My First NAB Experience and 4 Lessons I Learned

[This blog is written by Grace Novak, a New York based editor who was selected to attend NAB in 2019 through our Professional Development Accessibility Program. Read more of Grace’s blog on her website.]

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I’ve been working as an editor while also earning my MFA for the past three years in New York and had heard of NAB, but not had a chance to go until this year. A couple of some editing friends were going, but I don’t exactly have the funds to drop on a cross-country flight and trip unfortunately at the moment. I knew about the Blue Coller Post Collective’s PDAP program, but didn’t think I’d qualify. After doing some more research I decided to go for it and next thing I knew, I was flying to Las Vegas in April! I felt so lucky and grateful for the opportunity to get to attend NAB.

Yes, this is posed.

Yes, this is posed.

If you’re not totally aware what NAB is then it can essentially be boiled down to an annual conference where both filmmakers and others involved in broadcasting meet to exchange business cards, make deals and play with fun toys! Toys being very expensive lighting equipment obviously. For an editor like myself, it’s a good resource to stay up to date on the industry, check out the new tech out there, and meet other post people like myself.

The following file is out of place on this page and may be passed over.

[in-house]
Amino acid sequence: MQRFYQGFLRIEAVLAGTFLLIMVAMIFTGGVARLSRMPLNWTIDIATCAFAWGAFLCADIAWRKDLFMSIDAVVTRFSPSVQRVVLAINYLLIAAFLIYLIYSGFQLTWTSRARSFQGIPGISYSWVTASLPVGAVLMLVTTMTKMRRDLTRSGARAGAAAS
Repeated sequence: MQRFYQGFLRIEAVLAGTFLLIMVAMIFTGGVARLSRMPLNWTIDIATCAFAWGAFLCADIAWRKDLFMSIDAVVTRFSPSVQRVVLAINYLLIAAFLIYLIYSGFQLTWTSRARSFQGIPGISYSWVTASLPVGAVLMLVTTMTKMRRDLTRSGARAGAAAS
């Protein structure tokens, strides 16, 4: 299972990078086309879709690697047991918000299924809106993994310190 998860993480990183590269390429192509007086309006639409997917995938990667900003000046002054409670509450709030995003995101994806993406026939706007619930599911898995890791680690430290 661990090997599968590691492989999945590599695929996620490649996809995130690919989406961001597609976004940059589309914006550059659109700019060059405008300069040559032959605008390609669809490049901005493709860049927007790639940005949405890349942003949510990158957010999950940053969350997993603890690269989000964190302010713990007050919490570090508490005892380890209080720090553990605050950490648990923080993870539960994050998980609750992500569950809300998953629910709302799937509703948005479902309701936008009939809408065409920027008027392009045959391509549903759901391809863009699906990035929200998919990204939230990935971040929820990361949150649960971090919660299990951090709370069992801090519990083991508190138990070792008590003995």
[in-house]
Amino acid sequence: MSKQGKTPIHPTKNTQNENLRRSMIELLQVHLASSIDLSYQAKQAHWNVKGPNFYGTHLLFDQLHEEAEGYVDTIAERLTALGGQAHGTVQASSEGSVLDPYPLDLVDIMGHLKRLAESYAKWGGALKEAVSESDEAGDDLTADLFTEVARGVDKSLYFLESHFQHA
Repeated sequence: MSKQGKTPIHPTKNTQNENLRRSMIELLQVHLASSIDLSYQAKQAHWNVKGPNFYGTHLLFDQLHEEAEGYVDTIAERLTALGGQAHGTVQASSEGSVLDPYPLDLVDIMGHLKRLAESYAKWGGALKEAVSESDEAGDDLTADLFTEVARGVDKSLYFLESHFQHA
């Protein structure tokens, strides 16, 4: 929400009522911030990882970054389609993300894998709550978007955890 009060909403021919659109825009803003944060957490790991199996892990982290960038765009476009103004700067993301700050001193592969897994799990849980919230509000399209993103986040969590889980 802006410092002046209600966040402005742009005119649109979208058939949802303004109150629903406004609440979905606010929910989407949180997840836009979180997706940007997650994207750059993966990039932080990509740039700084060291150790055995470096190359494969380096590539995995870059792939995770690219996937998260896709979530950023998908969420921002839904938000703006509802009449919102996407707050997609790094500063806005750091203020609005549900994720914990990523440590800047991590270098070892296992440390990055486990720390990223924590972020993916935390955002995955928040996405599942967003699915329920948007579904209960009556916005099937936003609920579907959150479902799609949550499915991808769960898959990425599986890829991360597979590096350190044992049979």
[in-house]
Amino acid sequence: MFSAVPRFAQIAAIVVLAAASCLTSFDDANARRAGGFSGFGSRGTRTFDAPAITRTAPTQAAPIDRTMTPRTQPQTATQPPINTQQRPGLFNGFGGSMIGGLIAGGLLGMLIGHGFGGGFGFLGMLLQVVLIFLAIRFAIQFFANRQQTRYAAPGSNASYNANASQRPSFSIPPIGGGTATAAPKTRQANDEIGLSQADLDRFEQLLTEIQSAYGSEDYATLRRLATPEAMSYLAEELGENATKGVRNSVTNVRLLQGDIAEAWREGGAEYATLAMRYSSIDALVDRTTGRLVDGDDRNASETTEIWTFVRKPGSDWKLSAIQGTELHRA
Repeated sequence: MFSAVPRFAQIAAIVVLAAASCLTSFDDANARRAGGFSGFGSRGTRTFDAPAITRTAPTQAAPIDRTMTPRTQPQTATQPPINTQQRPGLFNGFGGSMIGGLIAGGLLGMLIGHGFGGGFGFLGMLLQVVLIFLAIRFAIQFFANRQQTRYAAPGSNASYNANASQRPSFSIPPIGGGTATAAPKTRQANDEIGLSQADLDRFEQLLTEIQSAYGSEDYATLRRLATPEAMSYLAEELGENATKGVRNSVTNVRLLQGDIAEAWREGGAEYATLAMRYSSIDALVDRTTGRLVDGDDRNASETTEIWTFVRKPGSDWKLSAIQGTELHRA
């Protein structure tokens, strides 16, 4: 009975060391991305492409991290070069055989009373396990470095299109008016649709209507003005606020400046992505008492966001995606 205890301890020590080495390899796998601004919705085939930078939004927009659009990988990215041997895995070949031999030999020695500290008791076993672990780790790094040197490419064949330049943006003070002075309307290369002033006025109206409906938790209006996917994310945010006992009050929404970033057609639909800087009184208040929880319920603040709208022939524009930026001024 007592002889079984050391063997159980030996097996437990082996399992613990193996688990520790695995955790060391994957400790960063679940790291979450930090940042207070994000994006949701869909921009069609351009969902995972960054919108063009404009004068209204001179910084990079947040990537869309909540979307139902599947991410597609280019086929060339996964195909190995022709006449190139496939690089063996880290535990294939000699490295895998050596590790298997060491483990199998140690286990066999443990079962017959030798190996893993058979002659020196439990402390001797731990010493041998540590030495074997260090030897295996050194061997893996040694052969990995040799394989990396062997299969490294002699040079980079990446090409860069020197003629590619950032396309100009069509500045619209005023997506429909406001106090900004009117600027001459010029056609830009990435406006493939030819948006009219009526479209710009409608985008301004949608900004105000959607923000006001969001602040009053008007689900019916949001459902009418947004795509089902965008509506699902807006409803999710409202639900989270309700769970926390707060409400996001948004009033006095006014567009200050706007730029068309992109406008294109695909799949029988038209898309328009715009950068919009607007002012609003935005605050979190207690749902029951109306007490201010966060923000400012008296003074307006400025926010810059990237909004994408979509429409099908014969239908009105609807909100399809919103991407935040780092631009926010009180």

NAB was an amazing experience, but also one that was extremely overwhelming. NAB is such a huge event with so much to see and do, it was easy for me to get a little burnt out by the time late afternoon rolled around. I definitely learned a few things about myself and how I’d go into a little bit differently the next time I go (because of course, I’ll be back). Here are a few of those lessons:

1. Do what’s right for you

This is still a lesson I’m learning in general, but it especially applies to trips like this. With so much going on at NAB and in Vegas, it can be hard to pick and choose how you spend your time and with whom, but I realized going with my gut and learning how far to push myself out of my comfort zone are important factors to consider in this.

I’m not the kind of person who feels comfortable in a large group of people normally, so it IS important for me to push myself into those situations, which are hard to avoid at NAB, but it’s ALSO good for me to play to my strengths when I’ve run out of that energy. Instead of a big party at the Marquee, I found it both more appealing and still useful to spend time in a smaller group getting a late dessert at a cafe instead. For me, it’s about finding a balance between what you know is a good way to spend your time at a conference that’s all about networking and focusing on developing your career and what you know you’ll enjoy doing as well.

2. Don’t be afraid to go back to your hotel room and NAP